to improve them, and to gather information that might be used to remedy shortcomings.

The survey questions were developed and revised in the weekly IPDG meetings over the

course of the autumn semester, 2007.

SURVEY METHOD

A seven-question survey titled ‘Kansai University English Intensive Survey’ was

adminis-tered to 60 students at the completion of the February, 2008 intensive (see Appendix). For

each question on the questionnaire, students were given the opportunity to write comments.

For the most part, the students were in their first or second year, and had a variety of majors

and approximately 60% of the students were female and 40% male.

RESULTS AND DISCUSSION

Question 1. Student motivation for attendance

(3)

Table 1. Motivation for attending intensive

N=60 % (a) To improve my conversation skills 28 47

(b) To communicate with native speakers 18 30

(c) To make friends 8 13

(d) To improve my TOEIC score 6 10

It is clear from this study that the great majority students were motivated to attend the

intensives to improve their communication skills and to have the chance to communicate with

the teachers outside the formal constraints of English classes at university.

The intensive advertising had previously targeted improving student’s TOEIC score.

However, it is clear that the great majority of students are not motivated to attend for this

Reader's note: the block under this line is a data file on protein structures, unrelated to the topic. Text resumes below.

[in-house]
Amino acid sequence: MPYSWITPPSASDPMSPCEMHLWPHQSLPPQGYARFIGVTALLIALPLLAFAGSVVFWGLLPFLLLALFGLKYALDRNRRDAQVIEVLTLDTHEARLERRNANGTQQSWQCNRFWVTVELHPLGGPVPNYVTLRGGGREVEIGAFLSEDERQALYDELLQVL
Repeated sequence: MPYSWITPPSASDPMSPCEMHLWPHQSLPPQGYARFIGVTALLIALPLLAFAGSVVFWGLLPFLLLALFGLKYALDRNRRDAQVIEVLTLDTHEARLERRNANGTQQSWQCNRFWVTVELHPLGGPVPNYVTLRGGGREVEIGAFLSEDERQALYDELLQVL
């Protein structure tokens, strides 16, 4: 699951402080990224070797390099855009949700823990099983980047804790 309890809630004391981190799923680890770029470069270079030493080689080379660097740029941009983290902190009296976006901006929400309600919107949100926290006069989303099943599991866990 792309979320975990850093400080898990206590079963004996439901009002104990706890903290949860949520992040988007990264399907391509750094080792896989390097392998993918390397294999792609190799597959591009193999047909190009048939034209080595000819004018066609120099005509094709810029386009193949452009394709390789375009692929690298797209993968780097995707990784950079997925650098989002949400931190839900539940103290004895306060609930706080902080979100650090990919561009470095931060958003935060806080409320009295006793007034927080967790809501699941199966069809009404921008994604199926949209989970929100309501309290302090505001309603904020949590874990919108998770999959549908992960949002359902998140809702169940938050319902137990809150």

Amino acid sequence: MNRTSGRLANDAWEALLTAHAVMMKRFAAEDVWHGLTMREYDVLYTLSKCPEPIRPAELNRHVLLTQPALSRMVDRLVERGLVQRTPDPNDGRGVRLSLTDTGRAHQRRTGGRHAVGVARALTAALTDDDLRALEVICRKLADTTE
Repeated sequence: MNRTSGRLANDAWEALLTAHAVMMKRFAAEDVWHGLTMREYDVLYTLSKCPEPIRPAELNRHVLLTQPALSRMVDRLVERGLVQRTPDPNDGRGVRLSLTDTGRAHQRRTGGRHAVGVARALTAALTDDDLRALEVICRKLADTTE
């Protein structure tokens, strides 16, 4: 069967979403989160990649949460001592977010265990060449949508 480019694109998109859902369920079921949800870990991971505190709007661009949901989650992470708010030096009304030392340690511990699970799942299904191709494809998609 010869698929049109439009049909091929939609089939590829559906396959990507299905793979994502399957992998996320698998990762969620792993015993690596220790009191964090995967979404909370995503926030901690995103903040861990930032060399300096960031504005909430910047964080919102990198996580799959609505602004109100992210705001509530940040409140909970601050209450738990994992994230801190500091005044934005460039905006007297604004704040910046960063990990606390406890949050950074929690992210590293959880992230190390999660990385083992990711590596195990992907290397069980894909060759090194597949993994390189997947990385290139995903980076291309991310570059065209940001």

purpose.

There are three implications for teachers from these results. Firstly, the intensives should

focus on activities that promote conversation skills. Next, opportunities for significant

interac-tion between teachers and students should be an important component of the intensives.

The third implication relates to the current method of advertising the intensives. Current

information sheets and posters emphasize that the intensive can improve student TOEIC

scores. Less emphasis on TOEIC and more on conversation skills and teacher-student

interac-tion would be more appropriate.

Question 2. Likeability of activities

Which of the following activities did you like or dislike? Please circle from 1-3 (3-liked,

2-okay, 1-didn’t like). Please comment on activities.

Table 2. The descending mean scores for likeability of activities

Group based activities 2.8

Musical performance 2.6

Pair work 2.5

Speed dating lesson 2.2

Video based lesson 1.9

CD based lesson 1.8

Quiz 1.7

Dancing 1.6

(4)

Group based activities, musical performance, and pair work with mean scores of 2.8, 2.6,

and 2.5 respectively were the most liked activities. The results indicate a general trend that